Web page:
Lebanese Leaders Continue to Rally for a Secular Lebanon

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Last week, on January 16, the Special Tribunal for Lebanon investigating the assassination of former Prime Minister Rafik Hariri held its first trial. The truth is nigh. The billboard in Beirut, which features a digital ticker counting the days till the trial, has been renovated. It now displays a banner announcing that the era of justice has come.

A truth seems close, even though the concept of truth in Lebanon remains quite inaccessible. I am so consumed by the idea of the need to remain neutral, in opinion and in action, that I feel the need for a disclaimer to lubricate the questions that will follow. In essence, this is not about taking sides; if anything, all visible sides must be taken very far away.

After at least 40 years of being institutionally asked to turn a blind eye toward truth for the sake of national reconstruction, comes a petition to finally take in a truth for the sake of national justice. I, like many, have still not absorbed the 2005 assassination of Hariri, which brought to Lebanon the routine of bombings. We float in a sea of post-traumatic numbness making everything OK. Assassination after assassination, everything in three days time becomes very OK. Last Thursday, a car exploded in Hermel, a Lebanese town not in Beirut, killing five people. It was OK to an extent that not even Twitter cared, but the truth remains near. Is it too blasphemous to wonder who deserves that truth?

Our civil war was diverted through a document of national accord that allocated parliamentary seats and quotas to participants of said war. That truth still seems unworthy of discussion for the sake of the nation, as “we need to move on.” I look around. I invite you to do the same. Nothing, right? It’s not just me looking around misinterpreting a forgiving nation that has resolved its issues with its past. There’s a joke I like to tell, a personal anecdote, actually: In 2008, I interned at an architecture office in Achrafieh, part of the formerly dubbed ‘East Beirut.’ A colleague of mine, in her 40s, told me on my first day of work that she would call me Joe, short for Joseph, because it was easier for her, short for a Christian name. We got along just fine, her and me and a couple other ID-certified Joes in the office.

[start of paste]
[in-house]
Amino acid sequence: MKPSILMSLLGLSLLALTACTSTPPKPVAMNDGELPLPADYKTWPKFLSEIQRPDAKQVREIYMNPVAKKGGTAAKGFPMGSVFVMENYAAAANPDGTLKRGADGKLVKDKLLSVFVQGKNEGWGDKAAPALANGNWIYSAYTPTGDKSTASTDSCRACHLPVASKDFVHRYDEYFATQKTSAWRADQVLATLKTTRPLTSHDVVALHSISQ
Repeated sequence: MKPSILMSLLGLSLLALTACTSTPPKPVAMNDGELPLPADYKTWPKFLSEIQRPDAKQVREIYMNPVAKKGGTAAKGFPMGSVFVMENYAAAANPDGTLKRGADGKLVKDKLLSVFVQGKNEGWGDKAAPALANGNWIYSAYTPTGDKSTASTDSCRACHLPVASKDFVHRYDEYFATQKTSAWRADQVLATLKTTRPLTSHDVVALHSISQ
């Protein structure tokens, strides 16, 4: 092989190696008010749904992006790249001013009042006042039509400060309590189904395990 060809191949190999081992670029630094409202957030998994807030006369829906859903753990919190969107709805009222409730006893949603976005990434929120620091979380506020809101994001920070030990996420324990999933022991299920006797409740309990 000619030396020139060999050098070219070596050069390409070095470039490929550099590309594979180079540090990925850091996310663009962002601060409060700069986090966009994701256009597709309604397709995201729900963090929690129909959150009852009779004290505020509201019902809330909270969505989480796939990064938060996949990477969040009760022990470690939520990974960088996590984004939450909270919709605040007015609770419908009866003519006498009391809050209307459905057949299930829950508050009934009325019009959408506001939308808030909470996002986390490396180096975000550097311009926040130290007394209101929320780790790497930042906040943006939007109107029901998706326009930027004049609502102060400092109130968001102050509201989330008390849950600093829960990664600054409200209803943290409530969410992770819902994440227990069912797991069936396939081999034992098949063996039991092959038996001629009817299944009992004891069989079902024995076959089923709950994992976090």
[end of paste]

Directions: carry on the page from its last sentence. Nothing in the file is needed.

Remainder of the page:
Nothing, right? A lot of Lebanese families are still looking for relatives abducted and missing during our infamous war. As I wonder how they would feel about this new obsession with the truth, I reconsider the facts. A major assassination happened in 2005. I experienced it first hand, having heard it on my way to class. It was my first real encounter with such aggression, and such was the case for a lot of my classmates. We stood paralyzed in class and heard the news on the radio. A lot of us cried. I was too shocked to cry.

Time passed. I wanted to know the truth. I learned that protests and ‘the street’ are powerful tools. I later learned that I was fooled. Things seem to just happen, and I have yet to find out what tools are indeed powerful.

We’re inching closer to an alleged truth. Some are in favor of how this truth is being procured, and some aren’t. I, for one, am interested in another truth, one that is nonnegotiable and does not require trials and/or errors: We, the Lebanese people, have no civil rights. Even if it sounds luxurious to fight for rights while dodging exploding cars, and in some cases, falling rockets from neighboring countries, we want them. Before I am capable of discussing how I think any other truth should be attained, I want them. It could be argued that unless we clear the bigger picture, civil rights cannot be achieved.

This argument was born to be dismissed, because ladies and gents of parliament, and ladies and gents renegotiating entry points back into the parliament, for decades, what truth were we waiting for while stalling the approval of some of the most basic civil rights? Protection against domestic violence, access to proper healthcare, education and infrastructure, civil marriage, decriminalizing non-hetero normativity, transparent accessibility to employment and retirement pensions. It sounds like a lot of work only because it is.

Add to that: Civil rights are the bigger picture. Without investing in creating a sustainable citizenry, a bigger picture is not applicable. We have a lot of work to do. I want to live in a country where a headline such as “Lebanese Leaders Continue to Rally for a Secular Lebanon” is not funny or cynical. The trial has begun, and the truth is nigh, but before we are treated as human, how are we expected to offer our trust? And how are we expected to deal with any form of truth?


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